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Lake Placid closer to having destination management plan

Steering committee meets, public forum coming this fall

Members of Team Gold celebrate after winning a gold medal on April 3, 2019 during the Miracle on Ice Fantasy Camp at the Olympic Center in Lake Placid. The camp includes participation from members of the 1980 U.S. Olympic hockey team, including John Harrington, seen here being hugged by campers. (News photo — Andy Flynn)

LAKE PLACID — This community’s Destination Management Plan Steering Committee met virtually for the second time on Monday, Sept. 13 to hear an update from Greg Oates, senior vice president of innovation at MMGY NextFactor, the travel consulting firm in West Vancouver, British Columbia, hired to write the plan.

Since their first meeting on May 4, steering committee members have given Oates and his team time to do some research, speak with focus groups and collect feedback. The second meeting revealed many of those findings and some key takeaways. Nothing has been finalized yet, and MMGY NextFactor will be collecting more input from other focus groups before a public forum is held sometime in October.

The meeting was hosted by the Regional Office of Sustainable Tourism, which is facilitating the destination management planning process for the village of Lake Placid and town of North Elba.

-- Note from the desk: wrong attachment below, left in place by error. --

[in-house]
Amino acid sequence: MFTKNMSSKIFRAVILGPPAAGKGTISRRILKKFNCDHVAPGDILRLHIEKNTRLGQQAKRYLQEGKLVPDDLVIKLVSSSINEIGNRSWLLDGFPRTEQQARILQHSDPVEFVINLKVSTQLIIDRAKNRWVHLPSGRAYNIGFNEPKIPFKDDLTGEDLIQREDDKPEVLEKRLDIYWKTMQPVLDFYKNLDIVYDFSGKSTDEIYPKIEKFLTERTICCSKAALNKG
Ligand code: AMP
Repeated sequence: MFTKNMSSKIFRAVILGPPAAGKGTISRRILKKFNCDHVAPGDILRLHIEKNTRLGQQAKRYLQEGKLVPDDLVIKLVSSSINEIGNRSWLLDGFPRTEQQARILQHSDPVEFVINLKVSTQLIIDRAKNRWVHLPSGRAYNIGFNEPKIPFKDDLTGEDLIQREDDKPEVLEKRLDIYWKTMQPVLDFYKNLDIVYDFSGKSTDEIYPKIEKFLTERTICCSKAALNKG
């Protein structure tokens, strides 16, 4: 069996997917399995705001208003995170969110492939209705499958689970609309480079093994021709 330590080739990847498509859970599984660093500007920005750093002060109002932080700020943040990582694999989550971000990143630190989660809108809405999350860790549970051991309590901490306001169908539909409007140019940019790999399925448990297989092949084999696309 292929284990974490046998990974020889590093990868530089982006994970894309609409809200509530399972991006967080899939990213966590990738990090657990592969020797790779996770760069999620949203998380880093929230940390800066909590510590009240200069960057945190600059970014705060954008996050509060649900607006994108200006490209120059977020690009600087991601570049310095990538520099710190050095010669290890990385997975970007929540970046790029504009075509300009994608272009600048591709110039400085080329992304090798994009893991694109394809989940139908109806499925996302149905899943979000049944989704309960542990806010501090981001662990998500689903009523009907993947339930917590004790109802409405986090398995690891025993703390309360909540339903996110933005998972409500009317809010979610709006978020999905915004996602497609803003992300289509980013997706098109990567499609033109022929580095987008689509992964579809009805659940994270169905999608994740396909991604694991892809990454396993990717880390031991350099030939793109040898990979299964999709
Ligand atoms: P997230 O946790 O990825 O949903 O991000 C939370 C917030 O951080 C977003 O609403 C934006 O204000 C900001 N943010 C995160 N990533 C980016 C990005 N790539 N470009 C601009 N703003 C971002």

The goal of a destination management plan is to ensure the quality of life for residents and the quality of place for visitors.

There are five phases to writing the plan: initiation, research and analysis; assess and sector mapping; industry and community engagement; visioning workshop (public forum to provide community feedback on the proposed plan); and plan development and delivery.

Feedback

Feedback collected so far includes the following:

“I completely understand we’re a tourist town, but people here feel that locals are last in the shuffle.”

“Many people feel unheard. There is a lot of discord and resentment.”

“We all need to come to an agreement that we are a tourism economy, and deal with it.”

“We need more education about the value of tourism, including how it funds community services. The Arts Center wouldn’t exist without tourists.”

Focus groups